Types of Intelligence

Concept of Multiple Intelligence theory

What has become a powerful force in the world of education all started in 1983, when Harvard University professor Howard Gardner began his book Frames of Mind: The Theory of Multiple Intelligences with some simple but powerful questions: Are talented chess players, violinists, and athletes "intelligent" in their respective disciplines? Why these and other abilities are not accounted for on traditional IQ tests? Why is the term intelligence limited to such a narrow range of human endeavors?

From these questions emerged multiple-intelligences DMIT theory. Stated simply, it challenges psychology's definition of intelligence as a general ability that can be measured by a single IQ score. Instead, MI theory describes eight intelligences (see below) that people use to solve problems and create products relevant to the societies in which they live.

MI theory asserts that individuals who have a high level of aptitude in one intelligence do not necessarily have a similar aptitude in intelligence. For example, a young person who demonstrates an impressive level of musical intelligence may be far less skilled when it comes to bodily-kinesthetic or logical-mathematical intelligence. Perhaps that seems obvious, but it's important to recognize that this notion stands in sharp contrast to the traditional (and still dominant) view of intelligence as a general ability that can be measured along a single scale and summarized by a single number.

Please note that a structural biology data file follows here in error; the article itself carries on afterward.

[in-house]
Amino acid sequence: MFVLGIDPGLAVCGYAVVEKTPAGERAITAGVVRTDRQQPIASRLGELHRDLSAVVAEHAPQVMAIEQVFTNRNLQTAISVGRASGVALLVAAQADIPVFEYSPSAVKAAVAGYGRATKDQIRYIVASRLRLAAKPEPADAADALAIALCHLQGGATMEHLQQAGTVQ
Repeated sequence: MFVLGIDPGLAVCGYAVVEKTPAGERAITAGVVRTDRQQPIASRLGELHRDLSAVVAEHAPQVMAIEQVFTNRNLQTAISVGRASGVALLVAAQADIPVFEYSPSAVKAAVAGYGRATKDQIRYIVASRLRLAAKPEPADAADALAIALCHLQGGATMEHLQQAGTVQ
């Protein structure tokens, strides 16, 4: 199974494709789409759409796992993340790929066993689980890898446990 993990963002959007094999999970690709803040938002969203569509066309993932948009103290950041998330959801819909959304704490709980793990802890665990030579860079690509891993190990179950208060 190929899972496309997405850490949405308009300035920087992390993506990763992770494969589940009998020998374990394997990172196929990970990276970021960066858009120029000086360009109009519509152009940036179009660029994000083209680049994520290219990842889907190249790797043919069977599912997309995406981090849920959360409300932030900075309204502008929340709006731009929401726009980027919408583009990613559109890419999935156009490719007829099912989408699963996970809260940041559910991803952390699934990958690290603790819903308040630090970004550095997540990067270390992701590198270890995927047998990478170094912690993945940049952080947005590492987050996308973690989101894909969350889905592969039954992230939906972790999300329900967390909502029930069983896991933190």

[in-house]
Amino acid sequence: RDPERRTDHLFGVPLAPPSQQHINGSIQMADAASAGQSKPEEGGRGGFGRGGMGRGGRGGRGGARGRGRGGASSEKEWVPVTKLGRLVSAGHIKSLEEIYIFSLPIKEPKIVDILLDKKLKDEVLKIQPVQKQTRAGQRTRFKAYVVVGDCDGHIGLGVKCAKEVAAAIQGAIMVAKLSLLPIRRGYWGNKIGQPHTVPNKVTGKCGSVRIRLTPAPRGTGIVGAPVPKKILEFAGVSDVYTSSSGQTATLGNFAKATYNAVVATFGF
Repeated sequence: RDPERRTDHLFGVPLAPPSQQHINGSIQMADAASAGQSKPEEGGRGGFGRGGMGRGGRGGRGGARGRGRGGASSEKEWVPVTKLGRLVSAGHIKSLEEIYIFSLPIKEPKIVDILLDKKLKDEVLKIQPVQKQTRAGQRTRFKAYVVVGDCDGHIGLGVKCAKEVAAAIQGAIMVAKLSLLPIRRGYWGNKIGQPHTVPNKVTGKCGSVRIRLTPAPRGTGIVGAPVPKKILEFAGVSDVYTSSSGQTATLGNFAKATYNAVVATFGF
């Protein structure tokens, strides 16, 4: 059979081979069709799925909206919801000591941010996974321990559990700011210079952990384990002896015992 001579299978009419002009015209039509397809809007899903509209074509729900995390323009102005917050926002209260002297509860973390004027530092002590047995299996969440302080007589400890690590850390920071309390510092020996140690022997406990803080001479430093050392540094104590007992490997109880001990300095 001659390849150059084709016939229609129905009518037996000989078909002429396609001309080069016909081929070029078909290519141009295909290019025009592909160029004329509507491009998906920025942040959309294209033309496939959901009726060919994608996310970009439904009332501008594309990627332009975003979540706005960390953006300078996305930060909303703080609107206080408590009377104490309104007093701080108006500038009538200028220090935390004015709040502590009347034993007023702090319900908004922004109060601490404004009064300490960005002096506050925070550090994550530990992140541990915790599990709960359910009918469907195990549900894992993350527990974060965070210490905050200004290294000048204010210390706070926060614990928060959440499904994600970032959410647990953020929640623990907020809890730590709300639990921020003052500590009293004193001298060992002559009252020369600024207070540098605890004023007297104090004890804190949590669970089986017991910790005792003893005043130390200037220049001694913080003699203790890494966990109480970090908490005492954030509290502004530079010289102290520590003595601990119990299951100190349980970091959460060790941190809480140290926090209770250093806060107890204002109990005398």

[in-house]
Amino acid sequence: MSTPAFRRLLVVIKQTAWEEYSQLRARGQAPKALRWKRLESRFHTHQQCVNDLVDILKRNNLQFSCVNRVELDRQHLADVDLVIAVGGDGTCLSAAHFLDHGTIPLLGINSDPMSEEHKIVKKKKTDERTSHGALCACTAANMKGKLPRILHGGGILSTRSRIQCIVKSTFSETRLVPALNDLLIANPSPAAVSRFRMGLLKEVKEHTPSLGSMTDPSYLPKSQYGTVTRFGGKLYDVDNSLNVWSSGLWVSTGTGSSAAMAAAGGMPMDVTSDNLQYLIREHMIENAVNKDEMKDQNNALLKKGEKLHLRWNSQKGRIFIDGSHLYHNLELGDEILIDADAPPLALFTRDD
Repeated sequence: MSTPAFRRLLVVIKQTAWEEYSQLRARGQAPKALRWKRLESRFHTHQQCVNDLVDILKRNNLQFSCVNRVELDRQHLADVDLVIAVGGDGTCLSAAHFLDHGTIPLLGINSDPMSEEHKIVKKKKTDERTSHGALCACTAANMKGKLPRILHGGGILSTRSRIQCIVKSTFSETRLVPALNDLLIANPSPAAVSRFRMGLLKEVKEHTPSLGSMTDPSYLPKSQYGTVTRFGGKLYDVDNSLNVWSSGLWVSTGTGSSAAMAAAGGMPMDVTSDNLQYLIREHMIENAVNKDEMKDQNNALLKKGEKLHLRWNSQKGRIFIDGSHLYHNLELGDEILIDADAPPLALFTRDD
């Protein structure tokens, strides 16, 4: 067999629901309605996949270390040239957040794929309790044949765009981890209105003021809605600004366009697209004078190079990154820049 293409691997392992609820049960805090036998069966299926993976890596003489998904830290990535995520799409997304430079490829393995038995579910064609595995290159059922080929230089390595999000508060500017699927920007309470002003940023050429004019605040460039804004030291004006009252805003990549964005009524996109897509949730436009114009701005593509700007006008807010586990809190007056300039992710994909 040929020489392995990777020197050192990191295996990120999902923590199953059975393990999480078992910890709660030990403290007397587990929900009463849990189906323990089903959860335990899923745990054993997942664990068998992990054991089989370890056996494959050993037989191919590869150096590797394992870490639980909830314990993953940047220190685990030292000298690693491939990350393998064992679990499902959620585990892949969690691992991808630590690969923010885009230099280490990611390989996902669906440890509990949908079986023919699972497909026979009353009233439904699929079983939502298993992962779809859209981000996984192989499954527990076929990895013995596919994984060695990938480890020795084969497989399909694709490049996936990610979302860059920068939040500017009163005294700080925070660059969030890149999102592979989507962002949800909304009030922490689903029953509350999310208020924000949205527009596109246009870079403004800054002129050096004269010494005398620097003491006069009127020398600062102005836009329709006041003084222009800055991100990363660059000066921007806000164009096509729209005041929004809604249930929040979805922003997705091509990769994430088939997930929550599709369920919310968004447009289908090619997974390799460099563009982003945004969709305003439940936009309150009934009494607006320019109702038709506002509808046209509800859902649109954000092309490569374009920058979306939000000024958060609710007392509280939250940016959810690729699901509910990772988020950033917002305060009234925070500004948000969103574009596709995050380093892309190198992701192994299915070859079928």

Eight Kinds of Intelligence

People with verbal-linguistic intelligence display a facility with words and languages. They are typically good at reading, writing, telling stories and memorizing words along with dates. They tend to learn best by reading, taking notes, listening to lectures, and discussion and debate. They are also frequently skilled at explaining, teaching and oration or persuasive speaking. Those with verbal-linguistic intelligence learn foreign languages very easily as they have high verbal memory and recall, and an ability to understand and manipulate syntax and structure.

  • The ability to read, write, and communicate with words
  • The ability to use language to express one's thoughts and to understand other people orally or in writing
  • They tend to learn best by reading, taking notes, listening to lectures, and discussion and debate.

This intelligence is high in writers, lawyers, philosophers, journalists, politicians and teachers.

 

 
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